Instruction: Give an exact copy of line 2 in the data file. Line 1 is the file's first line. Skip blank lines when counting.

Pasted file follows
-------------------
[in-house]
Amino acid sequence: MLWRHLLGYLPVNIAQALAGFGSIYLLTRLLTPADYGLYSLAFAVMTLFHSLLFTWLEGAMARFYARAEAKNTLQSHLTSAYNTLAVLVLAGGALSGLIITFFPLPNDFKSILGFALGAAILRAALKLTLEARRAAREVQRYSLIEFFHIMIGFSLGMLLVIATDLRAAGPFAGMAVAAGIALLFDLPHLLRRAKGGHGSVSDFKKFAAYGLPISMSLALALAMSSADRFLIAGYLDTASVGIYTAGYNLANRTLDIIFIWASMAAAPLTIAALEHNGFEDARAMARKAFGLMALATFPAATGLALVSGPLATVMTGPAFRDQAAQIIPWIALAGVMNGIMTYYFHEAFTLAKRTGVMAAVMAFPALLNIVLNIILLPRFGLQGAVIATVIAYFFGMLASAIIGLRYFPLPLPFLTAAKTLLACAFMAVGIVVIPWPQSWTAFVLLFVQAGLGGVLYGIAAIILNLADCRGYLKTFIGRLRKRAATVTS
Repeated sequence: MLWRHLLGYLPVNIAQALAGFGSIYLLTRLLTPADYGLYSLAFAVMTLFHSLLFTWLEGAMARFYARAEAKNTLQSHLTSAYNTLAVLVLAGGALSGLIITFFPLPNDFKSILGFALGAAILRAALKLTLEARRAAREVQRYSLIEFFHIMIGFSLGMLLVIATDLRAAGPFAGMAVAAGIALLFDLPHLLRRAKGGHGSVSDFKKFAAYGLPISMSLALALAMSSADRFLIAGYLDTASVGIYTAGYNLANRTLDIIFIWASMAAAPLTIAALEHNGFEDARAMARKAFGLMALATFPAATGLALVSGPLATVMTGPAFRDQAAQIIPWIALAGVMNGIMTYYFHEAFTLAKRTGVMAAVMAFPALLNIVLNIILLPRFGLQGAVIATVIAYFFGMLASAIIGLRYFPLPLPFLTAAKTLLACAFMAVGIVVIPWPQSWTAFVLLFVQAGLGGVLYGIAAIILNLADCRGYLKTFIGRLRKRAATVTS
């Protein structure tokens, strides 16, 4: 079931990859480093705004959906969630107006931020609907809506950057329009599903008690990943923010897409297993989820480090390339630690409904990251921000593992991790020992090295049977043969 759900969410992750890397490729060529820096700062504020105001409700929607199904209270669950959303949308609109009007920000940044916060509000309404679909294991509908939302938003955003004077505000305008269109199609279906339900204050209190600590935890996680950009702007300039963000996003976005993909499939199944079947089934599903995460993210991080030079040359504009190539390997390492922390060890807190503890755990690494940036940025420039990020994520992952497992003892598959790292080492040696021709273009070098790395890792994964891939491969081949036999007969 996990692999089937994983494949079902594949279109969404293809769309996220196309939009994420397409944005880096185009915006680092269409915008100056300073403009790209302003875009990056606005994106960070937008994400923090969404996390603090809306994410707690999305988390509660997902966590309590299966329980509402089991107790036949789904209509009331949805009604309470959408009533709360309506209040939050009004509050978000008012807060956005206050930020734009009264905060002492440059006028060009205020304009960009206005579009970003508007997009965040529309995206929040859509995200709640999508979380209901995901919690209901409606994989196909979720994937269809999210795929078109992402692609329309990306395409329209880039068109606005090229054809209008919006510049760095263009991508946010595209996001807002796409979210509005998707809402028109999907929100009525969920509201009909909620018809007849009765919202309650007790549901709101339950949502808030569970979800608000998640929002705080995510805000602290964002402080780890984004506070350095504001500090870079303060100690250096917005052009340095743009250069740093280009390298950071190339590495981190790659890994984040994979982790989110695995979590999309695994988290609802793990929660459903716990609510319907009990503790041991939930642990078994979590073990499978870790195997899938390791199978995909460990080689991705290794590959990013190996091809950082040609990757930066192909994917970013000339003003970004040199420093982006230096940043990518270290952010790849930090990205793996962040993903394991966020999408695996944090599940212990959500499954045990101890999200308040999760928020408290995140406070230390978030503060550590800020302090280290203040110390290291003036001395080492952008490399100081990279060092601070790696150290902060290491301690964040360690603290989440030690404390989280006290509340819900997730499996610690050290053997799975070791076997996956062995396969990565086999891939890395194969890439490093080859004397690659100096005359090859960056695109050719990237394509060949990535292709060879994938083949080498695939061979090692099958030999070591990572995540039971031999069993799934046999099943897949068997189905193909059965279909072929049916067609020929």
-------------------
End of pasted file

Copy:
Amino acid sequence: MLWRHLLGYLPVNIAQALAGFGSIYLLTRLLTPADYGLYSLAFAVMTLFHSLLFTWLEGAMARFYARAEAKNTLQSHLTSAYNTLAVLVLAGGALSGLIITFFPLPNDFKSILGFALGAAILRAALKLTLEARRAAREVQRYSLIEFFHIMIGFSLGMLLVIATDLRAAGPFAGMAVAAGIALLFDLPHLLRRAKGGHGSVSDFKKFAAYGLPISMSLALALAMSSADRFLIAGYLDTASVGIYTAGYNLANRTLDIIFIWASMAAAPLTIAALEHNGFEDARAMARKAFGLMALATFPAATGLALVSGPLATVMTGPAFRDQAAQIIPWIALAGVMNGIMTYYFHEAFTLAKRTGVMAAVMAFPALLNIVLNIILLPRFGLQGAVIATVIAYFFGMLASAIIGLRYFPLPLPFLTAAKTLLACAFMAVGIVVIPWPQSWTAFVLLFVQAGLGGVLYGIAAIILNLADCRGYLKTFIGRLRKRAATVTS